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A giant surge in cases in Mendocino County. The Public Health Office has reported 57 confirmed cases yesterday, for a total of 2,108. The health office out with the same warning, stay home, don’t gather outside your immediate household, due to the unprecedented surge of COVID-19.  A reminder not to meet up with friends and family in small groups, even though we’re in the holiday season. The health office says the way we exercise our personal responsibility in the coming weeks has the potential of making or breaking our local healthcare system.

The woman found guilty of animal cruelty in the case of the dog shot in a botched euthanasia attempt has been sentenced. Katie Rhiannon Smith of Caspar sentenced to probation for the felony charge in the case of Thunder the Wonder Dog. The DA charged Smith with felony animal cruelty and a sentencing enhancement for personally using a firearm in the course of the crime.  The dog was found in the woods, malnourished and severely injured and needed multiple surgeries. The Probation office was recommending 36 months in prison. But the judge allowed the defense to argue for the case to be a misdemeanor instead and it was granted. The woman on unsupervised probation for 3 years, which can be reduced to 12 months. She did get 360 days in jail, suspended. She has to go to counseling and 500 hours of community service.  The District Attorney has filed an appeal for review by the higher court. 

A fire that burned an apartment complex in Clearlake has killed a woman. The investigation into how the fire started Tuesday night shows a woman, probably in her late 60’s was the victim of the fire. The first reports said there might have been someone trapped in the building, so firefighters asked for additional resources. Cal Fire, Kelseyville Fire and Lakeport Fire reported to the scene where one apartment was fully engulfed in flames and the fire was starting to spread. The person who reported the fire said they heard a woman yelling from inside, but the yelling stopped. Firefighters held off from going into the building after trying but it was too hot. An investigator with the Lake County Fire Protection District responded with police to look into the woman’s death.

A special meeting’s set for the Clearlake City Council so they can consider proposals from developers for a subdivision property and a possible extension of negotiations with a firm interested in using part of the old airport. The meeting this afternoon over the city’s or county’s YouTube channel and Zoom. They’re taking emailed public comment to the city clerk which will be read aloud by the mayor or a city staffer. The negotiation of a subdivision to be discussed on 29 acres which started years ago but stopped during the recession of 2009. Robert Adelman and Mark Flame are offering $100,000 and a five-year option to buy the land and proposed purchase price of $150,000.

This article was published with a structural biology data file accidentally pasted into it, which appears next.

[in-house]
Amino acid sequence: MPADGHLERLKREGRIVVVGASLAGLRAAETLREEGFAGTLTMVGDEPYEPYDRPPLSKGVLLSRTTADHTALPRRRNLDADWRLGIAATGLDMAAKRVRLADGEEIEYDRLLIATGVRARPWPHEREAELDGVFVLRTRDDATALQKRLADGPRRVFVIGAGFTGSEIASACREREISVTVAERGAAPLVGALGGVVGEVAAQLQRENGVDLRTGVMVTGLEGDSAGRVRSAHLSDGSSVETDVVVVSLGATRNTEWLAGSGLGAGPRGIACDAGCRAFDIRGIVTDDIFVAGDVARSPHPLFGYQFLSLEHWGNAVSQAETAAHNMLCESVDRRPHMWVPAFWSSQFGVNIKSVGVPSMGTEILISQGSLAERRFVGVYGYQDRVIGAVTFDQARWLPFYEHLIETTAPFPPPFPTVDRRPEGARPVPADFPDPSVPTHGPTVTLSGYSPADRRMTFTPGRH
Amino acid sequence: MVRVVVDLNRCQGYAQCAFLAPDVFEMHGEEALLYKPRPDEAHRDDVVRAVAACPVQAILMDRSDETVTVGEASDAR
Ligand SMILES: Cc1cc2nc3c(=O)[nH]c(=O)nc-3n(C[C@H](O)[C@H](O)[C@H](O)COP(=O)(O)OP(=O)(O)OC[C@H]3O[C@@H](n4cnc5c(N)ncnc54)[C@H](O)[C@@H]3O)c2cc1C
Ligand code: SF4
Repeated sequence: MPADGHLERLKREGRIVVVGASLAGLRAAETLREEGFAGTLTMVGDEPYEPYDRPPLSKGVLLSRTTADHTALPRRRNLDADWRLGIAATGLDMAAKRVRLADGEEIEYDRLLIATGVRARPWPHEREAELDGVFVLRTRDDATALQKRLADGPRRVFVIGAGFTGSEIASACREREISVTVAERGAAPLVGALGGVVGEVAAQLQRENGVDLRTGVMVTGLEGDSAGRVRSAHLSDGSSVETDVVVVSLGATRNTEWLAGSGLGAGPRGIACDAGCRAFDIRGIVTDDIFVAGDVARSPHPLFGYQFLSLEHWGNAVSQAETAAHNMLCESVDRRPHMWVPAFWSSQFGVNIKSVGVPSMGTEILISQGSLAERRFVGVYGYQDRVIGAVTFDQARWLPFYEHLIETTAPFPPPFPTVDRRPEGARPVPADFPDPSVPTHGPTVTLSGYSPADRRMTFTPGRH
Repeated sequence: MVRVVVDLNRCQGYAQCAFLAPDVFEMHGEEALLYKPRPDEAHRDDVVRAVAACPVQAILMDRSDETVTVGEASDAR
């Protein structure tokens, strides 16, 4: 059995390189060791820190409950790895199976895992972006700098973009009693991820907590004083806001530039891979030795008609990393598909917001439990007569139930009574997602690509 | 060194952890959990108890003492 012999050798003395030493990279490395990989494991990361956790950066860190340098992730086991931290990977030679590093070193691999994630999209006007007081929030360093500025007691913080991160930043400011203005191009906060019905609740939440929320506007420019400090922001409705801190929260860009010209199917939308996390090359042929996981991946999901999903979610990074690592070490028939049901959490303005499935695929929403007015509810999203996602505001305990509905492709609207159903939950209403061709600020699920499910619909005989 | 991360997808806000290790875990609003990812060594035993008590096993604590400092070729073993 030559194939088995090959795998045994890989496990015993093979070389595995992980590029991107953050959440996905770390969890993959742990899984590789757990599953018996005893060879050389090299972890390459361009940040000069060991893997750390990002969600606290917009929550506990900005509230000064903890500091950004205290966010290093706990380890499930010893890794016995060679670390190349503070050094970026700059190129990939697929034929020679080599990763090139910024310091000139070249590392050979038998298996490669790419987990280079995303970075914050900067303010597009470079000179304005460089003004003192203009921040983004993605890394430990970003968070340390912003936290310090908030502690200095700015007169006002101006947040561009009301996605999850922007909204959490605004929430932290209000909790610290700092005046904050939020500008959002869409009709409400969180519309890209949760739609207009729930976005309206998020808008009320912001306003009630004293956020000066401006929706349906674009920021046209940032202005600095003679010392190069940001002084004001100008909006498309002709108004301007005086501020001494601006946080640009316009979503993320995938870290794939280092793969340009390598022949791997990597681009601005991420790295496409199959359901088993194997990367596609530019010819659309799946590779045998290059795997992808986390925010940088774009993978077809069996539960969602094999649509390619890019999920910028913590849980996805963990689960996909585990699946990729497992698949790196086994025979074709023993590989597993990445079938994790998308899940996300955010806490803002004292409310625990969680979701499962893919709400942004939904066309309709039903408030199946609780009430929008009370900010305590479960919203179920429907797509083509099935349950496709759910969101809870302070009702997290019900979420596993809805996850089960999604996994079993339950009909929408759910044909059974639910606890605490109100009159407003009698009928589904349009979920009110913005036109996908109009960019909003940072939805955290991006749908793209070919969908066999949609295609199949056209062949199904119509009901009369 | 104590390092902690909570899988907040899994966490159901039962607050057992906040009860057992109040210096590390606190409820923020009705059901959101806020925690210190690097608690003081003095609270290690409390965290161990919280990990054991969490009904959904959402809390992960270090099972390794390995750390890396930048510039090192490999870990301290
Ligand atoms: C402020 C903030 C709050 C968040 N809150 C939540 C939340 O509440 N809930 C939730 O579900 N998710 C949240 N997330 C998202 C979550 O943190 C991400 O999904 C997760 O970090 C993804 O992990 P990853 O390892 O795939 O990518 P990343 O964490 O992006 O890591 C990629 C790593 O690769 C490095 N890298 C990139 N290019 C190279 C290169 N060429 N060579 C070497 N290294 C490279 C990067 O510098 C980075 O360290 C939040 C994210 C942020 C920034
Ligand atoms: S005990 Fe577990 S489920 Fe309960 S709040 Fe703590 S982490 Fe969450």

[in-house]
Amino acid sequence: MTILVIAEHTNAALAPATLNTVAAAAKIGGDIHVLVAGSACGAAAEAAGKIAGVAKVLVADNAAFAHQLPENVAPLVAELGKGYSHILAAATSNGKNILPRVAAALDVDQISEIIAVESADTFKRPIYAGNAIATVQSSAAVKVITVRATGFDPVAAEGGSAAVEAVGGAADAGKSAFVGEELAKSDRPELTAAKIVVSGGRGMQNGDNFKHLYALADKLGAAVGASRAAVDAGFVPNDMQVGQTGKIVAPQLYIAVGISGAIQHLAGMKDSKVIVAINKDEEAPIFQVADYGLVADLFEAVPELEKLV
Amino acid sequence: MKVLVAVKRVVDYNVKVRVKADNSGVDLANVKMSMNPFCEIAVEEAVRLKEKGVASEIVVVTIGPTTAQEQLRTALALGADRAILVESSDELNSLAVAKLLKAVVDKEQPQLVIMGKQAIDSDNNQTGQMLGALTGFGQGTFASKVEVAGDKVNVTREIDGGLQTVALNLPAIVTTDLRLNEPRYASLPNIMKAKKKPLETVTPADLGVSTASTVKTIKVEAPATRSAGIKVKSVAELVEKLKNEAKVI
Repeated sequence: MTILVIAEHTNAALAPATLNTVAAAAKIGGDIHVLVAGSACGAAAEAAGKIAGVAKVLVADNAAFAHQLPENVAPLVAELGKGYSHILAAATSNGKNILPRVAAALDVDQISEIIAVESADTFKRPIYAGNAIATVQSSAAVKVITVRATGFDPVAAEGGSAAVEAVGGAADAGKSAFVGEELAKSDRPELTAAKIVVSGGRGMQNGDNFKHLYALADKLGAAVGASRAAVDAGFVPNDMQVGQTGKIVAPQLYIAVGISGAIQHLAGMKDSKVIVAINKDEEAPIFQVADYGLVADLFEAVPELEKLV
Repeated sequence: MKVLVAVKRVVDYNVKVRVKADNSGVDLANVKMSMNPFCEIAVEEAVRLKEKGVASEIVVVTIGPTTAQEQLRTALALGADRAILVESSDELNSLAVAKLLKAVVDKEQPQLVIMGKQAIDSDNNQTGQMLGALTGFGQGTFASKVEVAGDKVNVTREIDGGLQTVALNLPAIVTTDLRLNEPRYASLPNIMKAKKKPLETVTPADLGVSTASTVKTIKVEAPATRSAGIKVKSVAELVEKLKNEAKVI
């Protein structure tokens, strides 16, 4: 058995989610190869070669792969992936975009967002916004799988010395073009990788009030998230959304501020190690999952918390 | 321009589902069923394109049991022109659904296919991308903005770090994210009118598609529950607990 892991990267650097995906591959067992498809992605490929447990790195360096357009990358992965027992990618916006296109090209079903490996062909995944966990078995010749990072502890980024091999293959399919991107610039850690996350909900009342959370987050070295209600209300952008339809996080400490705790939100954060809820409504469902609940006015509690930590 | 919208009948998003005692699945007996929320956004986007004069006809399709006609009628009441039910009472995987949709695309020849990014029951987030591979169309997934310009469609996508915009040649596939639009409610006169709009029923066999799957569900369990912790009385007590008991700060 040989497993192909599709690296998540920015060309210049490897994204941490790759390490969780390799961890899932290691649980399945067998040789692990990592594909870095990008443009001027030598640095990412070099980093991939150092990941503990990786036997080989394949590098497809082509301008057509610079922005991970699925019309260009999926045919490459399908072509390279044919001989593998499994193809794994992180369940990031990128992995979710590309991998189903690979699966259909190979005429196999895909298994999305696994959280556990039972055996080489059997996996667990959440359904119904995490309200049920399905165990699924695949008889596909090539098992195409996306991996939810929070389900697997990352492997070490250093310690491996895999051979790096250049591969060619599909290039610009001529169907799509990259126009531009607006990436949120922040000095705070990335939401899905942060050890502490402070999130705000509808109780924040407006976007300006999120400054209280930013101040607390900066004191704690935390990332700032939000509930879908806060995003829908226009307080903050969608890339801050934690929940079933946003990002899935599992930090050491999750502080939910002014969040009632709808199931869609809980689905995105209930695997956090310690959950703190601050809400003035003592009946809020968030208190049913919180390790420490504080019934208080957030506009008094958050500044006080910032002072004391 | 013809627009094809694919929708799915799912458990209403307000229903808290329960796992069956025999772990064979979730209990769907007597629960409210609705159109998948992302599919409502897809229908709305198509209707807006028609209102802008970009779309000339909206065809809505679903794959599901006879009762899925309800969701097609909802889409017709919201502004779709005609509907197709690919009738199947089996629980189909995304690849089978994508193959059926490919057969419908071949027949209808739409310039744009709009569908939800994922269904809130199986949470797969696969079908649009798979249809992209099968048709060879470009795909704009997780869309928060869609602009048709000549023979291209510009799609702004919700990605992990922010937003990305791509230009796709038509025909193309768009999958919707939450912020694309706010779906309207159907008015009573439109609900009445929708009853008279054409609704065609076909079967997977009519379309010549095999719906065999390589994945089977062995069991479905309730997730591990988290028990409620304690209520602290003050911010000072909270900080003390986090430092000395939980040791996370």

Lakeport Firefighters will have a Christmas parade. Tomorrow night they’re having a lighted parade with Santa. Lake Co News reports the department said they wanted to end a challenging year on a positive, uplifting note. If you want to watch the parade they ask that you follow COVID19 protocols with social distancing and mask wearing. Any businesses who want to enter still have time too. For more info, you can visit the Fire Department’s Facebook page.

Since people aren’t following health protocols in Lake County Dr. Gary Pace, the county’s public health officer says they’re changing the way they respond. Pace telling the Board of Supervisors on Tuesday,  since residents won’t follow public health guidelines, and vaccines are on the way, it’s time to reallocate resources. He said they’ll do the basics, like contact tracing, but they’re not going to spend time trying to track people down who test positive due to some businesses telling employees not to report their positive cases. He says people are going out in public, knowing they’re positive. Pace says Lake County has enough ICU beds currently, but the state will be out by the end of the year. Lake County had 178 active cases as of Tuesday and 10 people in the hospital. Supervisors speaking out saying community members need to do more to protect the community.

The yearly “Shop with a Cop” holiday event put on by the Lake County Deputy Sheriff’s Association is happening, but kids didn’t get to do the shop part. Cops went to the Clearlake Walmart on Monday without kids, and shopped alone to protect families from the virus. The department started the program after the Valley Fire 5 years ago after a $10,000 donation came in from the Bay Area Deputy Sheriffs’ Charitable Foundation to have fire victims shop with a cop during Christmas time. They’ve been fundraising each year since. Each officer gets $200 to spend on warm winter clothes, holiday goods and any other needed items. After the basic needs are purchased, they buy toys and other presents. The presents were distributed on Tuesday. 100 kids were invited, 94 accepted.